This is a guest post from blogger JBarley. Thank you!
We need financial literacy!
Financial literacy is necessary for people to build a good life for themselves. It helps them make sound decisions and creates opportunities for them to reach their goals. The problem is that not everyone is equipped with the right knowledge or skills to keep their finances in check.
Surveys show that only a third of Americans are financially literate, with more than 20% stating they do not have someone to turn to for help. Fortunately, we can change this by helping children develop the necessary skills and build the right habits that create financial literacy while they are still young, guiding them to a brighter financial future as they become young adults.
A key part of this educational process is how adults teach and encourage kids. Here are a few ways you can do your part in promoting financial literacy in kids:
1. Start teaching financing and accounting skills early
We know that the financial habits formed in childhood carry on into adulthood, so it is necessary to instill financial responsibility from the get-go. If schools are offering classes, encourage your kids (or your friend’s kids, if you don’t have them yourself) to take these classes and practice what they learn in real life. It is especially important to engage students in real-world experiences that give them firsthand experience in handling money, such as a FirstRoot Participatory Budgeting program. If your schools do not teach financial literacy, use the resources from the Jump$tart coalition for financial literacy to advocate for personal financial education. You can check your school here: https://checkyourschool.org/
Parents can also teach their children to set financial goals. This helps them build discipline when it comes to financial matters and teaches them the importance of being conscious of their spending. You can teach them the different kinds of savings they can set up, how to create a practical budget, and even how they might build good credit.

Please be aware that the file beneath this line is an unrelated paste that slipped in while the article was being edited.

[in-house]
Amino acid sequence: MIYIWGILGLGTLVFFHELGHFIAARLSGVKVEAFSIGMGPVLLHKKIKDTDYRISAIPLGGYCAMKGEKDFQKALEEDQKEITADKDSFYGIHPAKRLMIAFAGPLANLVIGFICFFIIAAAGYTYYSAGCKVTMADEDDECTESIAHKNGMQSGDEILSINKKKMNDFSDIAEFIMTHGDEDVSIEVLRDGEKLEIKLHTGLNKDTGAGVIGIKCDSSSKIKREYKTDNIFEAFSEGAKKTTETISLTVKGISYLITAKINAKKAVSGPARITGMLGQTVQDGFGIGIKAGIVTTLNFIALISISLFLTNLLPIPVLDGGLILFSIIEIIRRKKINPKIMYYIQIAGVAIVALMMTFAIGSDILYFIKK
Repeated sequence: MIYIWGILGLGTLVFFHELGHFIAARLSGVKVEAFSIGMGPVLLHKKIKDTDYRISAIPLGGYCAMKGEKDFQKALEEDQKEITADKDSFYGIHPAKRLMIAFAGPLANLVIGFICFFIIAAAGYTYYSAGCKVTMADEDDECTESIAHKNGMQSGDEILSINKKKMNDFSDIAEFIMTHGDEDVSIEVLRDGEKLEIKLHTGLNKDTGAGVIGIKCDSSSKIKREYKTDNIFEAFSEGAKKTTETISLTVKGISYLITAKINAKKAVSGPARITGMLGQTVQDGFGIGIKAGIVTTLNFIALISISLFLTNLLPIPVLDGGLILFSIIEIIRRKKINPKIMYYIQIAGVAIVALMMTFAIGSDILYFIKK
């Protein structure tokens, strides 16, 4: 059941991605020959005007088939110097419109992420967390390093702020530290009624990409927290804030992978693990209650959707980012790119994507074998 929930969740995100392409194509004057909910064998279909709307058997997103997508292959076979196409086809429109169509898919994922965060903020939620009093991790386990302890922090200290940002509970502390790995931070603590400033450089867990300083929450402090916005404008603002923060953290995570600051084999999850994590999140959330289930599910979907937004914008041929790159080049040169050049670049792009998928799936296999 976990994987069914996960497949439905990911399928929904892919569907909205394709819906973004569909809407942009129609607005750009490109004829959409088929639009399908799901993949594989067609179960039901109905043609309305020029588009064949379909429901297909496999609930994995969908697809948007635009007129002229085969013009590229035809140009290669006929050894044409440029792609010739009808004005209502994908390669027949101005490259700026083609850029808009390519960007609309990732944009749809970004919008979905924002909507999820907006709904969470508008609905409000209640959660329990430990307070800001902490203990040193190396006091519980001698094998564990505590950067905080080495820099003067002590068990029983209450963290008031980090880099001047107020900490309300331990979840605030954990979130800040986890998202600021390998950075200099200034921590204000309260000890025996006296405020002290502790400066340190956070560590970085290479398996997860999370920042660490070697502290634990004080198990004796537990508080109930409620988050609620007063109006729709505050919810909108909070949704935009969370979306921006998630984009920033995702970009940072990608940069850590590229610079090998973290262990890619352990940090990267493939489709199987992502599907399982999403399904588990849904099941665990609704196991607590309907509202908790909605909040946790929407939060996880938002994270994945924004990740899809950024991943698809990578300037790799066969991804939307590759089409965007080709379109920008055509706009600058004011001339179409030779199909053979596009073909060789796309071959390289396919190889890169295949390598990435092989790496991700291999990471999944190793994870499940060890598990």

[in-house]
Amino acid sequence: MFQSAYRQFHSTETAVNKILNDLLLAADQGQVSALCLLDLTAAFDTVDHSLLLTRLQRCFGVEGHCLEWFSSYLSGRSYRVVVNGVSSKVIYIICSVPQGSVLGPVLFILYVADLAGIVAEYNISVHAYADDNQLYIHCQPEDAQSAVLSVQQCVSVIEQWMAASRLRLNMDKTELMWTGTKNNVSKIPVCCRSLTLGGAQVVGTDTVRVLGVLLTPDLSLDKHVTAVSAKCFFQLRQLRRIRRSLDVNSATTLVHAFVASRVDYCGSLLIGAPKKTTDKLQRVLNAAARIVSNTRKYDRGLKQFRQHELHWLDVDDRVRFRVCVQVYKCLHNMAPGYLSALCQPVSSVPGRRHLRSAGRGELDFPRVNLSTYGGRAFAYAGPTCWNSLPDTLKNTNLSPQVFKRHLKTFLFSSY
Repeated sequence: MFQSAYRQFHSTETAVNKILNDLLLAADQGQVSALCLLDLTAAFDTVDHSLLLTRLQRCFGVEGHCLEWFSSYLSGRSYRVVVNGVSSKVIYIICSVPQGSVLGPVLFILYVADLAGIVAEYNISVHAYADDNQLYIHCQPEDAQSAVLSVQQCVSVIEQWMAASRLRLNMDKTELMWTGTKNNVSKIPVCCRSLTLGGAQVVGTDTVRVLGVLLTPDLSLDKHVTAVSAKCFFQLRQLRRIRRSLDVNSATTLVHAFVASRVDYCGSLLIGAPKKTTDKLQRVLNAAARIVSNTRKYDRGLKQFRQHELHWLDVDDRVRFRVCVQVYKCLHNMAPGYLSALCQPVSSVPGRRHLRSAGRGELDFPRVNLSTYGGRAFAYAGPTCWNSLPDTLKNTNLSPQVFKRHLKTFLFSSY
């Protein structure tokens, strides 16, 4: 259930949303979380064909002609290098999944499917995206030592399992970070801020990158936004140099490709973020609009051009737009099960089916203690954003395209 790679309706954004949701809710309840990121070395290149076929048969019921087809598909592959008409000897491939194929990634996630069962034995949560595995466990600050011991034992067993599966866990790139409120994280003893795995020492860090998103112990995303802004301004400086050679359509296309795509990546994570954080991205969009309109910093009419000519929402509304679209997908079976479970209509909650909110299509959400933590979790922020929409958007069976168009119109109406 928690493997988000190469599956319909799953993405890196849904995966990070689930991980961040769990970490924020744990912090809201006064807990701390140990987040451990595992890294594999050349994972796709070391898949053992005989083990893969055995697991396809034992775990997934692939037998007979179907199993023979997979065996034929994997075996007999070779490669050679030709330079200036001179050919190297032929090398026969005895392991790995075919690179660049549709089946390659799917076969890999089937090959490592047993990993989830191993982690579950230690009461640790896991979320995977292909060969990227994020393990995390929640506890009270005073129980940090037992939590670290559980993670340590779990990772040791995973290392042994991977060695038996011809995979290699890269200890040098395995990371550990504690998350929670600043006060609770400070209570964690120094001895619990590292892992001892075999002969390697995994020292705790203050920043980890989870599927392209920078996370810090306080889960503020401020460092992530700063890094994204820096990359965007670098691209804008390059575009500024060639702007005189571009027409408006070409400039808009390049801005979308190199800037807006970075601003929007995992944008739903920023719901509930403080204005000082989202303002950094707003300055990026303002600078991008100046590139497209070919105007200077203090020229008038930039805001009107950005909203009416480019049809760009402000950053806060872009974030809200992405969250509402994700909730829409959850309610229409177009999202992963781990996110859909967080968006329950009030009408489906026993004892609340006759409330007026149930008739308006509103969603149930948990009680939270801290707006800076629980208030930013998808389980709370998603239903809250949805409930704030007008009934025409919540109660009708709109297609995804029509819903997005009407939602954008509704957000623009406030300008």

You may find that this foundation of personal finance motivates your children to consider careers in the financial industry. For example, understanding a personal budget can lead to a host of jobs including accounting, finance, banking, and financial services. Those with accounting qualifications can get profitable jobs in business, government, and finance, as well as money-related jobs in creative fields. Due to the global demand for financial professionals, an early education could set children up for a secure future.
2. Encourage them to read finance books
Another way kids can learn more about financial literacy is by having the right resources. There are many books that can teach important principles from people who can offer useful advice. The authors of these books have formulated tried and tested methods when it comes to financial planning that children may find useful and insightful. One of my favorites for young children is If You Made a Million, written by David M. Schwartz and illustrated by Steven Kellogg, as it teaches the basics of money in an easy to understand way.
3. Help them find an online community or forum
There are many kinds of community forums on the internet. They range from different hobbies to different business industries. For finance, the members of these communities interact with each other, offer good advice, or mistakes to avoid. Members can ask questions about managing their money or even what kind of investments are right for them.
Facebook is one place to look for a reputable online community. A financial literacy group on Facebook called Money Prodigy is aimed at kids. Here, children are offered advice on how they can start saving, make better decisions when it comes to money, and be more informed in terms of finances. Though it might seem daunting to allow your children to utilize online communities and forums, these platforms can also be a big help when it comes to learning more about financial literacy and gaining real-world advice. Moreover, you can get tips on how to foster financial literacy within your homes and communities so kids can learn, too.
It is important to educate children on financial responsibility as early as possible. This will help them become more responsible adults and help them build their future. Be sure to encourage them to take classes in school, get them the right resources, and help them connect with possible mentors. This will go a long way when it comes to their financial literacy.
Note: FirstRoot is not aligned with Money Prodigy.